Looks nice. To nit pick, I am a believer that, unless you are a recent college grad, your work experience should come first, before your education. Unless you are applying for a teaching job, or you otherwise want to purposefully highlight your educational achievements, I feel that a few years after graduation, what you did in school is mostly irrelevant.
I agree with you wrt software jobs, but overall it varies by field. The linked example is someone who is a Phd student, so I'd say it's pretty relevant to be at the top.
On the other hand, if you're a developer and still have your degree at the top of the page after 7-10 years, my gut-check-needle drops into danger zone and while I will read the work experience part, I do it with the knowledge that you think you've wasted all that valuable learning time. This is extra true for people from prestigious schools.
I might as well take this opportunity to plug resume.rb (https://github.com/mwylde/resume.rb) which allows you to define your resume using a simple Ruby DSL and then render it to various outputs (currently supported are plain-text and PDF via LaTeX). Here's  an example ruby file which generates this  PDF.
The support for plain text is important. When I applied for my current position, I sent a TeX generated PDF of my resume. When I arrived for my interview, what they had in hand was as if someone had OCRd it, done a "strings" on the result and then pulled it into Word - barely comprehensible and ugly as puke. Of course, I had brought lots of paper copies with me.
Personally, I hate using .sty or .cls for a resume. I think using a .tex file as it allows full customization/tweaking of the entire file, easily. A resume isn't something that can be easily generalized to a .sty or .cls IMO.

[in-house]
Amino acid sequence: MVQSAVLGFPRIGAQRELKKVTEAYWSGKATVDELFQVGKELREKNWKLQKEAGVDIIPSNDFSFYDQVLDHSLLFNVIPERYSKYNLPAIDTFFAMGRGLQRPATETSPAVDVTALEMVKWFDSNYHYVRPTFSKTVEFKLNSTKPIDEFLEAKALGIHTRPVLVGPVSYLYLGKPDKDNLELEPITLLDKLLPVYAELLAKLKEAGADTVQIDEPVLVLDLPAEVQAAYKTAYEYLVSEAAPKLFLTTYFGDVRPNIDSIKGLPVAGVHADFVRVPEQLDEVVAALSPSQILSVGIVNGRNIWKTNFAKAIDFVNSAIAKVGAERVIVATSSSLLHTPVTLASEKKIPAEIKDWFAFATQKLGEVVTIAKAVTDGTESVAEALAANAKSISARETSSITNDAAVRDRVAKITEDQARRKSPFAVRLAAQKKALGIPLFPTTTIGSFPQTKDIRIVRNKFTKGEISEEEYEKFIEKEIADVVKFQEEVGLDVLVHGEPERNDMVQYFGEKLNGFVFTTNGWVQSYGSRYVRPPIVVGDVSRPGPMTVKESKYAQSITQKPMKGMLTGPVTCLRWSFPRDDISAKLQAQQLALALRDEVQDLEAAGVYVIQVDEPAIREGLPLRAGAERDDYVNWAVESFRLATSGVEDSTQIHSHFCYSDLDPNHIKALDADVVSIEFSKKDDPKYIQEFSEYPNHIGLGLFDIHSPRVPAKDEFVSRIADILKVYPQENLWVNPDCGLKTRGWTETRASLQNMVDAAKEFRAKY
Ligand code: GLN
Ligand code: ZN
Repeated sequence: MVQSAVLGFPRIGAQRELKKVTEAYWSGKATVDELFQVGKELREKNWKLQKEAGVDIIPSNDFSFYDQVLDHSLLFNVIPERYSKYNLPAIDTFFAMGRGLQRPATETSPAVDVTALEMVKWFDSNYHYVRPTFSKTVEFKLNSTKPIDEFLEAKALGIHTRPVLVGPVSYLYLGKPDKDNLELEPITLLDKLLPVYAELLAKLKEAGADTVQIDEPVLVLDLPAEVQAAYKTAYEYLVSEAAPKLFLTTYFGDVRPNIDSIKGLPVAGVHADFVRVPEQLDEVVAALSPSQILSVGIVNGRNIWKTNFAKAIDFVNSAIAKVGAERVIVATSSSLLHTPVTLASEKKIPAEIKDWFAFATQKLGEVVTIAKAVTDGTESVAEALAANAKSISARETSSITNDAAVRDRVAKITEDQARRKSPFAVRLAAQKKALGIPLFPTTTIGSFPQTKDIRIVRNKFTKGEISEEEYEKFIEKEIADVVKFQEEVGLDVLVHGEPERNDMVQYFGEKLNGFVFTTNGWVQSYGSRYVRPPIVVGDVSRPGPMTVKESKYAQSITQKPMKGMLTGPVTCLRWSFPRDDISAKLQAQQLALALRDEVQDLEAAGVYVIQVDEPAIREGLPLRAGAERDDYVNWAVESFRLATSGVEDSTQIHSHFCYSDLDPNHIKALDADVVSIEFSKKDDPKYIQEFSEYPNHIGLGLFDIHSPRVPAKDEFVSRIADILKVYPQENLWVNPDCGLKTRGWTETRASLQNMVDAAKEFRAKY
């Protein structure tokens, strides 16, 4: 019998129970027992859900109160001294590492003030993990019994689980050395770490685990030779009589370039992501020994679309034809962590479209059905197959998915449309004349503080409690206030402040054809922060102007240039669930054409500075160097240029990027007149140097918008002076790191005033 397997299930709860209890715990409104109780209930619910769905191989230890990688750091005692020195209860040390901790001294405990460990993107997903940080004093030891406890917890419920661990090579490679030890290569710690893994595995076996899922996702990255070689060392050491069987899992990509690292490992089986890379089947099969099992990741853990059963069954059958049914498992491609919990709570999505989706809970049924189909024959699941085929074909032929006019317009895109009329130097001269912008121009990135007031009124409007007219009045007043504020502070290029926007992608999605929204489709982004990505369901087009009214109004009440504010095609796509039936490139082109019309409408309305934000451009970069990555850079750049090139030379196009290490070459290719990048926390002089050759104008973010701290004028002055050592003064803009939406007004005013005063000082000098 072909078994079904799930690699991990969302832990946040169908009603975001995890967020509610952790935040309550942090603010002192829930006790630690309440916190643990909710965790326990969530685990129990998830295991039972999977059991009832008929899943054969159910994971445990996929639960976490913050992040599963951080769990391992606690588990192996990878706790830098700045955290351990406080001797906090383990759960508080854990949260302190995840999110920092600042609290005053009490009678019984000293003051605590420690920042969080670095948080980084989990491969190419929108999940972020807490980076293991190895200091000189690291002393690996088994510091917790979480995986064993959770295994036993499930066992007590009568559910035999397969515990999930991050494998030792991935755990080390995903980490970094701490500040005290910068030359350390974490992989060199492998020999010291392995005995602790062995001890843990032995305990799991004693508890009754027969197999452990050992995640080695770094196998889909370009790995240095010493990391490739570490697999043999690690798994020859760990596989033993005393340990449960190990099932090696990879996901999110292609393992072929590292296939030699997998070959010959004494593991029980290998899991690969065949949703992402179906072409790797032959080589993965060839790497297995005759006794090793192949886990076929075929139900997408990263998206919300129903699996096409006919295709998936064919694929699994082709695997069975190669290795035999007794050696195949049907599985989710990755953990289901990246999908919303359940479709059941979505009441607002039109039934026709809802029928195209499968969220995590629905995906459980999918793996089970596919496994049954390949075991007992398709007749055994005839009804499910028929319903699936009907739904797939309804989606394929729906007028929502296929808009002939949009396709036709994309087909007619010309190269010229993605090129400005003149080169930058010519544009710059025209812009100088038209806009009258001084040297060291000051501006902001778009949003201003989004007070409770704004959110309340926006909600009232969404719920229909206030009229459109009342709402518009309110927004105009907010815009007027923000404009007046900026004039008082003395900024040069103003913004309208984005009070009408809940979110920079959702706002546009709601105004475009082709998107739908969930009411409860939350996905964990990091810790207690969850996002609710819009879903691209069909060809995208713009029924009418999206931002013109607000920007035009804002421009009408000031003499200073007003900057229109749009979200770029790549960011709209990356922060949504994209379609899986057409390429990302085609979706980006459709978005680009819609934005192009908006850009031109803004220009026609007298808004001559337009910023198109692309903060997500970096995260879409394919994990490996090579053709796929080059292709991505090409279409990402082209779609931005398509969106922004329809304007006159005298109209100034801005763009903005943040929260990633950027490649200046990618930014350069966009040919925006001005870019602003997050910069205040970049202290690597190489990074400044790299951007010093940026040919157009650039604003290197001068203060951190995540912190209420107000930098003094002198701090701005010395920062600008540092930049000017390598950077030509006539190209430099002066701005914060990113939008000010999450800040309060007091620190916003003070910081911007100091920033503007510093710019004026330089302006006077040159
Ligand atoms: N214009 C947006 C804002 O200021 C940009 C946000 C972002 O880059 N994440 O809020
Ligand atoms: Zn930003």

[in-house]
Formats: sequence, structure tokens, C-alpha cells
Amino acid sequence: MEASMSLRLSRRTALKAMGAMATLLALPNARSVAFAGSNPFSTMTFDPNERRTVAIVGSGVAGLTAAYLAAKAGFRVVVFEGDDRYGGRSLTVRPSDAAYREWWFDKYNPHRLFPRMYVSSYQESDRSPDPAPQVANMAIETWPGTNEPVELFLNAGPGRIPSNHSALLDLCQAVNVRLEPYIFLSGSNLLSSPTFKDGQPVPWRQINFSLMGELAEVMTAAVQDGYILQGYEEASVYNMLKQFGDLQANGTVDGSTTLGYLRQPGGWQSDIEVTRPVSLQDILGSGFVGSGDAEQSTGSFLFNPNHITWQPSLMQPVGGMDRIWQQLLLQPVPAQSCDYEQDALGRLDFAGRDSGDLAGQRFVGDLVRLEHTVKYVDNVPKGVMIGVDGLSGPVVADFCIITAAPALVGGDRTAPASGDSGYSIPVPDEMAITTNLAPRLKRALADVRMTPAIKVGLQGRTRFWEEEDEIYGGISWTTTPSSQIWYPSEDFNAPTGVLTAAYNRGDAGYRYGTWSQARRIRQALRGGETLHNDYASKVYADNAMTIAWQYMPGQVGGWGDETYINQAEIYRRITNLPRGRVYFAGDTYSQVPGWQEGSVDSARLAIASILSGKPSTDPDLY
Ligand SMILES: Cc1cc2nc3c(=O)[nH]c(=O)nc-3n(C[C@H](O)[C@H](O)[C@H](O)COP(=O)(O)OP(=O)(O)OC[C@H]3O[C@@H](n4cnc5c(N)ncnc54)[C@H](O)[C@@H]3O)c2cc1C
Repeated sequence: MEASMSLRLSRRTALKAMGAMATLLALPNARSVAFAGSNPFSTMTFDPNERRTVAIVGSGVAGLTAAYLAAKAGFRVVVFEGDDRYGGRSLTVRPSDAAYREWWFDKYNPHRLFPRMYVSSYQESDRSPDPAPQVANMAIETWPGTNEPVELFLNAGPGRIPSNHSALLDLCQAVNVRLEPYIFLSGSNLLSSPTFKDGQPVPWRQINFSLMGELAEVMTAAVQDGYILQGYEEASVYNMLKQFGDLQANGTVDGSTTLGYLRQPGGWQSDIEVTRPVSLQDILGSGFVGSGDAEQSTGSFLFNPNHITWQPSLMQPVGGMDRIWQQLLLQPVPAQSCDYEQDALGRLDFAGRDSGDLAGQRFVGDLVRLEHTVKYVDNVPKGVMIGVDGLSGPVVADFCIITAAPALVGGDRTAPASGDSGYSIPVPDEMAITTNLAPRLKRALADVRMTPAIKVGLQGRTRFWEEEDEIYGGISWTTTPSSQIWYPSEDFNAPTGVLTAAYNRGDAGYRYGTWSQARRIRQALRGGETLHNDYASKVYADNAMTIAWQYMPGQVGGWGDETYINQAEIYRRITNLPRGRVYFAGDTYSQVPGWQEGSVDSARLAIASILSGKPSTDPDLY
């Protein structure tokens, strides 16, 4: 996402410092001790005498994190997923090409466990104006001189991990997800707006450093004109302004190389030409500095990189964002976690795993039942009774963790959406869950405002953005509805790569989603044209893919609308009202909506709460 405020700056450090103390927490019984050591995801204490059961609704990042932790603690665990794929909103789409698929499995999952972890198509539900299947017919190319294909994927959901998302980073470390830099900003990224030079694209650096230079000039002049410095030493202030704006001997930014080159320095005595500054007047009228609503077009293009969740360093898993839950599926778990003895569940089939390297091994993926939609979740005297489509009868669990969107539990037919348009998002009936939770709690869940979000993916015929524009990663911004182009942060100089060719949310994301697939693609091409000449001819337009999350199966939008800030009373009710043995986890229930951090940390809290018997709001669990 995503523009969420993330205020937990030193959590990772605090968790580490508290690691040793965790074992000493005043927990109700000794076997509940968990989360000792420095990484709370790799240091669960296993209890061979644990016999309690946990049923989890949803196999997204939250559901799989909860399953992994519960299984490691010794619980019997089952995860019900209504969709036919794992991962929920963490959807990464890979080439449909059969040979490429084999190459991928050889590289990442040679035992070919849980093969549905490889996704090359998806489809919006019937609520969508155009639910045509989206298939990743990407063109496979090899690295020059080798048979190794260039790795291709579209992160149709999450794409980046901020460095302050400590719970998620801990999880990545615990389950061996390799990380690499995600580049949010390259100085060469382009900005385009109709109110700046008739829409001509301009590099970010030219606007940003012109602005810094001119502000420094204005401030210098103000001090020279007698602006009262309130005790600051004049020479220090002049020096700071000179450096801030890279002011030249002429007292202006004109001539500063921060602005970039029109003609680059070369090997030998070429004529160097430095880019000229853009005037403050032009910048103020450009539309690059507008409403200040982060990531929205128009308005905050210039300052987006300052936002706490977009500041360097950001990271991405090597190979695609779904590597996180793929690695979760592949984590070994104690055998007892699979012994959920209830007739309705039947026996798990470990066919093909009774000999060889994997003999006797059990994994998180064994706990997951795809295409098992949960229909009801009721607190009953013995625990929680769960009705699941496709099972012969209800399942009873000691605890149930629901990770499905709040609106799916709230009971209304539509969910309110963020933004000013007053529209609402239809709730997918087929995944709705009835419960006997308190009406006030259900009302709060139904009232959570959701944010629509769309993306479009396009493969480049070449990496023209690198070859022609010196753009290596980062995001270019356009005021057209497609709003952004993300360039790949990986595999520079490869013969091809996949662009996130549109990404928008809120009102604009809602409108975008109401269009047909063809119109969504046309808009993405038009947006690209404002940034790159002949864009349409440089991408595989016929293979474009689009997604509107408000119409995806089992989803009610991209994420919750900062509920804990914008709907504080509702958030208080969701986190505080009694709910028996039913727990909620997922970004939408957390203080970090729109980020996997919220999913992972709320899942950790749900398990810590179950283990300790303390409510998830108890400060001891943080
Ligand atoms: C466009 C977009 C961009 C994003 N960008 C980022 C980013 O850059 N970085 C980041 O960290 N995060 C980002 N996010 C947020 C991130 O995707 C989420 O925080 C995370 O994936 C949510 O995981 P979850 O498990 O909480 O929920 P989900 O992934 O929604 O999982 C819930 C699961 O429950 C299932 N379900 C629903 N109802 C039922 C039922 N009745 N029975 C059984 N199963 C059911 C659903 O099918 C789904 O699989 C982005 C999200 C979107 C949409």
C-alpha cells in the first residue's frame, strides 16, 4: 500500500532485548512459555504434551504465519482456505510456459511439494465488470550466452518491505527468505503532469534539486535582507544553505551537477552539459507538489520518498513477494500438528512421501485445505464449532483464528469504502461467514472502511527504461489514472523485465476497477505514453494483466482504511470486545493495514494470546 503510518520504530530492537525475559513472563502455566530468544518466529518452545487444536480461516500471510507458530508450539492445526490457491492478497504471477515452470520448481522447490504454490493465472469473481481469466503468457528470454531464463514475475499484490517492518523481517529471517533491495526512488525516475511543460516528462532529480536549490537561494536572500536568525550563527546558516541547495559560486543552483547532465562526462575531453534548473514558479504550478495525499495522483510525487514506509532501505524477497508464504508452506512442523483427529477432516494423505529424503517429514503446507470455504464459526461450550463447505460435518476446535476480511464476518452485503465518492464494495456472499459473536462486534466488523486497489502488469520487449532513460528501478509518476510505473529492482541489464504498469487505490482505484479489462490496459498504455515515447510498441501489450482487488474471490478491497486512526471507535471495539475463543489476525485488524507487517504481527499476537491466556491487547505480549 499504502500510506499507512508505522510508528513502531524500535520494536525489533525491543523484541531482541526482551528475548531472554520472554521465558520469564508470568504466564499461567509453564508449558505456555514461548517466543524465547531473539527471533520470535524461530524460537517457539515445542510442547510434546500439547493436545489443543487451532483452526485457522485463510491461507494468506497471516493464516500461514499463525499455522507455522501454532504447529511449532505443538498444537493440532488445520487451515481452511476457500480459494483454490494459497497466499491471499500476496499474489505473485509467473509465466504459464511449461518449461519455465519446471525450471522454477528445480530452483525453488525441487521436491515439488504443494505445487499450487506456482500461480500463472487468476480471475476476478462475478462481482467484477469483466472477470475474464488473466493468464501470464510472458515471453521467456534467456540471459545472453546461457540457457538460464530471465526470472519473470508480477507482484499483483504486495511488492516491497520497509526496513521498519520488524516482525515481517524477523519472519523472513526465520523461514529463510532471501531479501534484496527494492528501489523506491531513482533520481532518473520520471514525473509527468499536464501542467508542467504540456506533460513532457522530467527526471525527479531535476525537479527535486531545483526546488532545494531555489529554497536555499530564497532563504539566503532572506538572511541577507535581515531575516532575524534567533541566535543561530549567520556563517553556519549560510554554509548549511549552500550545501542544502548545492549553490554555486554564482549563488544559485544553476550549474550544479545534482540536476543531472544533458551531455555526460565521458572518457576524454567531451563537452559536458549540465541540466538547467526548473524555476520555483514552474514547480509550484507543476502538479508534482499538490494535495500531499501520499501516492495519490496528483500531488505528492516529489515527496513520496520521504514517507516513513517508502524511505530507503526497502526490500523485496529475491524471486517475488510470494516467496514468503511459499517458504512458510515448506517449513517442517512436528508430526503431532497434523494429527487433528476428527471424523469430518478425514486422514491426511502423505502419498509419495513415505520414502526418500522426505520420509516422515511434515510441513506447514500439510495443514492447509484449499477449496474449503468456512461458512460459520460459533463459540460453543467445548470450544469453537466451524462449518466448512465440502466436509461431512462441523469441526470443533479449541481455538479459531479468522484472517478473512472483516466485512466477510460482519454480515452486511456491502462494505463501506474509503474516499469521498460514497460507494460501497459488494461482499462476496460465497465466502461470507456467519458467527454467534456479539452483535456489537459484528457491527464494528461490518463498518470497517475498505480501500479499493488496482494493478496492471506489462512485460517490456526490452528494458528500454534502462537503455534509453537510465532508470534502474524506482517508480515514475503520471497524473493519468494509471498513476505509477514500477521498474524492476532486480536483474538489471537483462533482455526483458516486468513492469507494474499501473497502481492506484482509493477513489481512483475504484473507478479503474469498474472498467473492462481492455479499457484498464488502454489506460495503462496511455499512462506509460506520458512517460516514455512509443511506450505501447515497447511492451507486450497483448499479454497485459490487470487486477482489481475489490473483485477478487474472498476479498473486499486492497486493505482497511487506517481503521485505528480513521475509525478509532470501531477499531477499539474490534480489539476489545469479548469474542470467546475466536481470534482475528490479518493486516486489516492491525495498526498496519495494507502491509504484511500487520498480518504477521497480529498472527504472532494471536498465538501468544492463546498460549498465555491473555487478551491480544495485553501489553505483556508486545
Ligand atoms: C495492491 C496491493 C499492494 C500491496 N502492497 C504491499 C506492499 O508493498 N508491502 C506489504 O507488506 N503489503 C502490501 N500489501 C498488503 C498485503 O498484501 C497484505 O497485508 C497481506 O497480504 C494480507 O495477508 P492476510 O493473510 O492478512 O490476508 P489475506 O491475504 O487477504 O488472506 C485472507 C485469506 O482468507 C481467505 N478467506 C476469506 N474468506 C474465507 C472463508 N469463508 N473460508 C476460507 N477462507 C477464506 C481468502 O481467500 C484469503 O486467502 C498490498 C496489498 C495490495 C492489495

I used to keep my resume in TeX. I don't anymore. I just use a simple format in Word. PDF is fair, but most of the IT job market infrastructure is based around dealing with word docs & electronic copies so frankly the appearance isn't that important (other than basic legibility). I found it much easier to get work once I bit the bullet and move my resume into a word doc.
I was only half-way serious when suggesting postscript. Postscript is a nice format that you can write by hand. And it does meet your "need [for] more print-specific control."
Since you are sensible you don't want to write postscript by hand, but I don't know of any tools that help you produce better postscript than pdf.
(For technical reasons postscript is the superior format though. PDF is a prematurely optimized postscript. pdf-files usually have a smaller file size than ps files, but .ps.gz easily beats pdf, and you can change it with your favorite editor if you want.)